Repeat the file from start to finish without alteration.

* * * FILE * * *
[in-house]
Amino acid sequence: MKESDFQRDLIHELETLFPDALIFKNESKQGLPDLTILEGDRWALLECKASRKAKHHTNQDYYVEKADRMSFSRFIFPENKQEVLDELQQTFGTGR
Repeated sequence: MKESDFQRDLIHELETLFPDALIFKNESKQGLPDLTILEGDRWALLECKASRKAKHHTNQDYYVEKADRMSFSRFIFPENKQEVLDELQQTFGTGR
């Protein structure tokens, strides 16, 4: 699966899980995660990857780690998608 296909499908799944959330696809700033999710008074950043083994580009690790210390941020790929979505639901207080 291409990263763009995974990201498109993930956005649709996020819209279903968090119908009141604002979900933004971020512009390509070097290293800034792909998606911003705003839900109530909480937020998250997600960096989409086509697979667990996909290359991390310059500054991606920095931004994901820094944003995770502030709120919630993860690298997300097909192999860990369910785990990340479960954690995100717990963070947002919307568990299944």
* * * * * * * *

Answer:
[in-house]
Amino acid sequence: MKESDFQRDLIHELETLFPDALIFKNESKQGLPDLTILEGDRWALLECKASRKAKHHTNQDYYVEKADRMSFSRFIFPENKQEVLDELQQTFGTGR
Repeated sequence: MKESDFQRDLIHELETLFPDALIFKNESKQGLPDLTILEGDRWALLECKASRKAKHHTNQDYYVEKADRMSFSRFIFPENKQEVLDELQQTFGTGR
């Protein structure tokens, strides 16, 4: 699966899980995660990857780690998608 296909499908799944959330696809700033999710008074950043083994580009690790210390941020790929979505639901207080 291409990263763009995974990201498109993930956005649709996020819209279903968090119908009141604002979900933004971020512009390509070097290293800034792909998606911003705003839900109530909480937020998250997600960096989409086509697979667990996909290359991390310059500054991606920095931004994901820094944003995770502030709120919630993860690298997300097909192999860990369910785990990340479960954690995100717990963070947002919307568990299944």